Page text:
Forum for Science, Industry and Business

Sponsored by:     3M 
Search our Site:

 

The Molecular Basis of Touch Sensation - MDC Researchers Identify New Function of a Well-Known Gene

21.02.2012
A gene known to control lens development in mice and humans is also crucial for the development of neurons responsible for mechanosensory function, as neurobiologists of the Max Delbrück Center (MDC) Berlin-Buch have now discovered.

They found that in mice in which they had removed the c-Maf gene in the nerve cells, touch sensation is impaired. This similarly applies to human carriers of a mutant c-Maf gene. People with such a mutation suffer already at a young age from cataracts, a clouding of the lens which typically affects the elderly (Scienceexpress, 16 Februrary 2012/10.1126/science.1214314)*.


Mechanosensory endings of nerve cells in the skin detect touch stimuli. Here various nerve endings (red and green) nestle around the shaft of a hair (grey, fibrous structure), which is anchored in a hair follicle. The nerve endings are stimulated by movements of the hair. The mechanical stimulus is converted into electrical signals which are transmitted to the brain. (Photo: Hagen Wende/Copyright: MDC)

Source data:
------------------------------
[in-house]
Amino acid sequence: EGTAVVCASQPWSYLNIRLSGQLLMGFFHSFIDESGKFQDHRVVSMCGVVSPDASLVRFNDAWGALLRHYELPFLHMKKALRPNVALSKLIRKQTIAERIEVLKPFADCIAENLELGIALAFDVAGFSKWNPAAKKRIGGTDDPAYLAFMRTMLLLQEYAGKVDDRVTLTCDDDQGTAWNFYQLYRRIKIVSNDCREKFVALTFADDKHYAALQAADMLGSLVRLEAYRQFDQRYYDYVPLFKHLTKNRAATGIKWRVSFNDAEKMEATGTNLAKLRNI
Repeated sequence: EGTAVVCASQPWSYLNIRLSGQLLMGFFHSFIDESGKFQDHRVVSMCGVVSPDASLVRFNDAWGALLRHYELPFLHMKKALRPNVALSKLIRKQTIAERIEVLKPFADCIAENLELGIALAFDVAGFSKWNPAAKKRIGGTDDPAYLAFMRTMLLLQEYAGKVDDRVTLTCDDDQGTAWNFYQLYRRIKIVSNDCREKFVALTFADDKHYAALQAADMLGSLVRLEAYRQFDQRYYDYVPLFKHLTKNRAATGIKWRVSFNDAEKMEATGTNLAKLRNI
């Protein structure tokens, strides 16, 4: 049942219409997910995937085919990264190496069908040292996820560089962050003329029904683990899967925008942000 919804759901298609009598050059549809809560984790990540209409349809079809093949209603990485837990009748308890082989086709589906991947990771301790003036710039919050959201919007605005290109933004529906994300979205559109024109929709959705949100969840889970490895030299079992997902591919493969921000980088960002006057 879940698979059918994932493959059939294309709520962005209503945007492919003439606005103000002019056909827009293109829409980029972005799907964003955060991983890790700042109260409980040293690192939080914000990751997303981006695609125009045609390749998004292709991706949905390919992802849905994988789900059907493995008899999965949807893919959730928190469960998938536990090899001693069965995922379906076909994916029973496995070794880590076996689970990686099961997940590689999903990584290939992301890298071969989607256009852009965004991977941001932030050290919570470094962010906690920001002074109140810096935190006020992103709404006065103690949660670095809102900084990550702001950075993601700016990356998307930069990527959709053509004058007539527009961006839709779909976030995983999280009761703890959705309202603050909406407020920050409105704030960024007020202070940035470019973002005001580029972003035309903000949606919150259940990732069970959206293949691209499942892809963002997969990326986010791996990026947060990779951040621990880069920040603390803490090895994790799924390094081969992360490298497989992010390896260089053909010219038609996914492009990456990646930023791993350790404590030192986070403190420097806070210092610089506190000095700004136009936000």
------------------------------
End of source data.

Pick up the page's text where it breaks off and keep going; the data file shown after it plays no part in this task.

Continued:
The patients, as demonstrated by Professor Carmen Birchmeier and Dr. Hagen Wende in collaboration with Professor Gary Lewin and Dr. Stefan Lechner, have difficulty holding objects such as a sheet of paper as a consequence of this mutation. Professor Birchmeier, a developmental biologist, commented on the findings of her research group: “c-Maf is an important gene for the development of the peripheral nerve cells.” The gene controls the development of neurons that detect touch, the mechanosensory neurons. Previously, c-Maf was known as a key regulator of lens development.

Furthermore, the gene is also active in the dorsal root ganglia, an aggregate of nerve cells next to the spinal cord in which the cell bodies of mechanosensory neurons are localized. The nerve cells form long axons, which terminate in the skin in touch corpuscles or at hair shafts. These axons detect mechanical stimuli, which in turn are converted into electrical signals and transmitted to the brain. When you stroke your fingers over a surface, its structure triggers high-frequency vibrations in the finger, to which specific touch receptors, the Pacinian corpuscles, respond.

In mice with deactivated c-Maf gene only few Pacinian corpuscles are formed, and moreover these few are not intact. The mice are therefore unable to recognize high-frequency vibrations. The same is true for a Swiss family with an inherited mutant c-Maf gene. The consequence is that the affected patients develop cataracts at an early age and have an impaired sense of touch.